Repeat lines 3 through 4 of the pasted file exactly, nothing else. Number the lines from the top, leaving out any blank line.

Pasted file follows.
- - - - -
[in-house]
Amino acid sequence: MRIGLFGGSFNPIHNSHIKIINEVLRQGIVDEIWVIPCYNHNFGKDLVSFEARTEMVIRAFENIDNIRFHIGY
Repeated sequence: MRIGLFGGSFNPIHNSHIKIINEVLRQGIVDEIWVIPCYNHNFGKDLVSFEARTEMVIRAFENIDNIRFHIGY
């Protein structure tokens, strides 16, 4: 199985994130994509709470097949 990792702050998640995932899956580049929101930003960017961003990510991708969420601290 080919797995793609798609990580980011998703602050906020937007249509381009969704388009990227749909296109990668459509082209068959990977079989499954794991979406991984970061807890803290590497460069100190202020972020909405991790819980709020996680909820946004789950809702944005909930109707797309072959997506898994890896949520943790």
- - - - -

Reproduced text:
Repeated sequence: MRIGLFGGSFNPIHNSHIKIINEVLRQGIVDEIWVIPCYNHNFGKDLVSFEARTEMVIRAFENIDNIRFHIGY
């Protein structure tokens, strides 16, 4: 199985994130994509709470097949 990792702050998640995932899956580049929101930003960017961003990510991708969420601290 080919797995793609798609990580980011998703602050906020937007249509381009969704388009990227749909296109990668459509082209068959990977079989499954794991979406991984970061807890803290590497460069100190202020972020909405991790819980709020996680909820946004789950809702944005909930109707797309072959997506898994890896949520943790």